pyShotDetect Startup Screen

Click the "open" button to load a video file. Use file->open from the menu to open a file. Also accepts a dv file from the command line:
python psdGui.py \<name of file.dv>

As at JulySeptember 2012, it will only work on .dv files.

Hint: ffmpeg can be used to create dv files:
ffmpeg -i \<inputfilename> -target pal-dv \<outputfilename>
or
ffmpeg -i \<inputfilename> -target ntsc-dv \<outputfilename>

When you click a file to open it, it will take a while to calculate some values it needs for autodetection. The longer the video, the longer the calculations will take. There is no visual feedback. Please be patient. These values are then stored in a file, so this will only happen the first time you open any given file.

pyShotDetect Startup Screen

The graph in the middle shows a metric for detecting shots. PyShotDetect uses this metric for its autodetection. Different metrics can be chosen using the radio buttons on the left hand side. In the screen shot above, pyShotDetect has auto detected a number of shots, marking them with green triangles. Moving the mouse cursor over this graph area will show the frame at that location (not visible on this wiki, but it's off on the right hand side). Using the scroll wheel zooms the graph in and out.

The triangular peak in middle is a shot which has a fade through black transition. Clicking the right mouse button on this area gives a context menu. In the context menu there is a choice to autodetect the fade through black. This shows the graph after autodetection has been run:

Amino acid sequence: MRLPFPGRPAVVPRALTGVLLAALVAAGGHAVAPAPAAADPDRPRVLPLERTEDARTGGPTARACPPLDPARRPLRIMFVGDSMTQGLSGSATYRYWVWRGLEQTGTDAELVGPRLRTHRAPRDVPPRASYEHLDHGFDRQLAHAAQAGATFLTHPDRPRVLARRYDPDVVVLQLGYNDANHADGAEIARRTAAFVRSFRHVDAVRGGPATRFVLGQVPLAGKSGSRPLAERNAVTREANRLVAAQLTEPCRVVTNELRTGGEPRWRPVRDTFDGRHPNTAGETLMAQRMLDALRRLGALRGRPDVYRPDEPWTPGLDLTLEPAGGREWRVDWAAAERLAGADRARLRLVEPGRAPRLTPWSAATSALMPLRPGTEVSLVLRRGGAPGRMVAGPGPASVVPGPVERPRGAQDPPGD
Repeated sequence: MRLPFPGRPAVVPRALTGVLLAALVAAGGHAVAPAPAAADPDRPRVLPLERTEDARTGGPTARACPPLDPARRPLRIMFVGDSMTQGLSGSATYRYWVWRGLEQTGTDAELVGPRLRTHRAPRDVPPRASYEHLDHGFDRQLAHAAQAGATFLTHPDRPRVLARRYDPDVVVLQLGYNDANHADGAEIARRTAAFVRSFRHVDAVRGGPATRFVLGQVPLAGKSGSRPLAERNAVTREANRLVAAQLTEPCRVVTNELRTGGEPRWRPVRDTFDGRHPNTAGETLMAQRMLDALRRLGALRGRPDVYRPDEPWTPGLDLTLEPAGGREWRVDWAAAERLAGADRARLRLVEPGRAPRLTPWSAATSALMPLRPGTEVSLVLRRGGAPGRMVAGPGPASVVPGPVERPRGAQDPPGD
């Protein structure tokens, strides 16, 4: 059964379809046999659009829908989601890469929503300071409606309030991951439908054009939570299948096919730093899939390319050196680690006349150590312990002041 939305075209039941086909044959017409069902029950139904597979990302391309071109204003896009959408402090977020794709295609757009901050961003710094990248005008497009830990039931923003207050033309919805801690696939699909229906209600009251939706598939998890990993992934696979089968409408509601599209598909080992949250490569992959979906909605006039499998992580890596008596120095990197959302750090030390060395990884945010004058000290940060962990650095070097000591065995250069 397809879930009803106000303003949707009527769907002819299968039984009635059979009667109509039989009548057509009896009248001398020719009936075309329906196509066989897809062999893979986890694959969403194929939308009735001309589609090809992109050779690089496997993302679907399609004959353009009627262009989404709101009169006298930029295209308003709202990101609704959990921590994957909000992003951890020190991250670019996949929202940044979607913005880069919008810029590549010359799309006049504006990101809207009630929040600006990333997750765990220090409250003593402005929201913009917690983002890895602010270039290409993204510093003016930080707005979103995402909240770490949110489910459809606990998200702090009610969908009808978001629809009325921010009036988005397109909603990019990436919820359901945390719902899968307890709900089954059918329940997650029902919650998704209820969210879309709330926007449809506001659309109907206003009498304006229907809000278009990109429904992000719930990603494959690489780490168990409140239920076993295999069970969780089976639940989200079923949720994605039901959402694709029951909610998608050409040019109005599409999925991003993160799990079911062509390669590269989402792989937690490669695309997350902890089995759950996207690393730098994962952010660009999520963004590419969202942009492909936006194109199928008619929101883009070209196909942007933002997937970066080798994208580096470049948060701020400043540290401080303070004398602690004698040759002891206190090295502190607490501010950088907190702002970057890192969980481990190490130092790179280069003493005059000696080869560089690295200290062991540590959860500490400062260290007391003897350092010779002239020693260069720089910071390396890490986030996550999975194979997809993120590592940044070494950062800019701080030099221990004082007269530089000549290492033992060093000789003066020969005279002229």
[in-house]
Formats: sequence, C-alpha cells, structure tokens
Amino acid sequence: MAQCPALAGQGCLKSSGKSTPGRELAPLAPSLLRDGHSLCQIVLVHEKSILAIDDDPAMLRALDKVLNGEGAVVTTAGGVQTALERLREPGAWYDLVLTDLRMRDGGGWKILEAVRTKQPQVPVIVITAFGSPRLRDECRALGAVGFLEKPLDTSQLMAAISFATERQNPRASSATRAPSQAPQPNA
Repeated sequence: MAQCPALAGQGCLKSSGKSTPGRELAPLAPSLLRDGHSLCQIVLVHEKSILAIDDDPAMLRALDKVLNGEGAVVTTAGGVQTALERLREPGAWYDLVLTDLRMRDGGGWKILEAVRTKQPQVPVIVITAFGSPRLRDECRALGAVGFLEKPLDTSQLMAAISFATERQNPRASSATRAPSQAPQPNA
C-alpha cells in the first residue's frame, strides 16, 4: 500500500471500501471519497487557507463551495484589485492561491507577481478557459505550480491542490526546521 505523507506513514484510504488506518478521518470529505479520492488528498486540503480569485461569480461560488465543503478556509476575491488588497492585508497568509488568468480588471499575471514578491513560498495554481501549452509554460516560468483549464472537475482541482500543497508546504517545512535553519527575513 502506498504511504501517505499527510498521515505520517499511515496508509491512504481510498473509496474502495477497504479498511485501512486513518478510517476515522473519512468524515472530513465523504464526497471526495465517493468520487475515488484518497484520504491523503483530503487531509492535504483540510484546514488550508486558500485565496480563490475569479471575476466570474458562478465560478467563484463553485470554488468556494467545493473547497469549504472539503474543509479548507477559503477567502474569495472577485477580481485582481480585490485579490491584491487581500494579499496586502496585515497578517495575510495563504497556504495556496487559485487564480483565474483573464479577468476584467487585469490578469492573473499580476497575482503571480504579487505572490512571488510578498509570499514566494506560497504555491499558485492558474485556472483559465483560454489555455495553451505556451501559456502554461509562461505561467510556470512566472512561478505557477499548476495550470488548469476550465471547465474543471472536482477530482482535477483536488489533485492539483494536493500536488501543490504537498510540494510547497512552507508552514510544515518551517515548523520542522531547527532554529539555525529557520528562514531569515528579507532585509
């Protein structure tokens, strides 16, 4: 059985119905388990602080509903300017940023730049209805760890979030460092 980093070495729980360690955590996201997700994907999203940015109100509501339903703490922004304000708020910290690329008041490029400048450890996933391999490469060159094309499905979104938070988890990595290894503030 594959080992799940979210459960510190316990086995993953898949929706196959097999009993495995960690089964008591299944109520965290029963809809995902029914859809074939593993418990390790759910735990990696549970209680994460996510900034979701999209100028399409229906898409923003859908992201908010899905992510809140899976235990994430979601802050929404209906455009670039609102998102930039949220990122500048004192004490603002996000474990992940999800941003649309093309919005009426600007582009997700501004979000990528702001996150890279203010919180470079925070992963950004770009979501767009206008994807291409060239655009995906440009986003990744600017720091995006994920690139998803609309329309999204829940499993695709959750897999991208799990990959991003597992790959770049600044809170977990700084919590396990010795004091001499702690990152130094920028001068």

Autodetected Fade through Black

The start and end of the fade through black have been detected. The transition itself has been marked as not for export (red triangle).

Shots can also be found by setting a threshold (the dotted line) using the bottom slider and pressing the "recalculate" button.

When you are satisfied with the shots detected press the "Write Kino File" button. It will create a file with the same name as the dv file, but with a .kino extension.

From there you can open the Kino file with Kino and edit etc from there.

Manual Editing and Template Mode

You can manually add cut points if you select edit (or template) modes from the toolbar on the left. Right and left mouse buttons are a little different depending on the mode you are in. In edit mode, the left mouse button marks an exportable cutpoint, and the right mousebutton a non-exportable cut point.

If you chose template mode you can use predefined templates or define your own (edit fpTemplates.txt). For example, if you want to mark out 1s cross fades choose +-0.5s crossfade from the standard template drop down and click the mouse in the middle of the cross fade. This will add a "don't export" point 0.5s before the mouse point and a "do export" cut point 0.5s after, effectively editing out the cross fade. If you want a clip to exactly 30s starting from the mousepoint choose 0/30s Scene etc.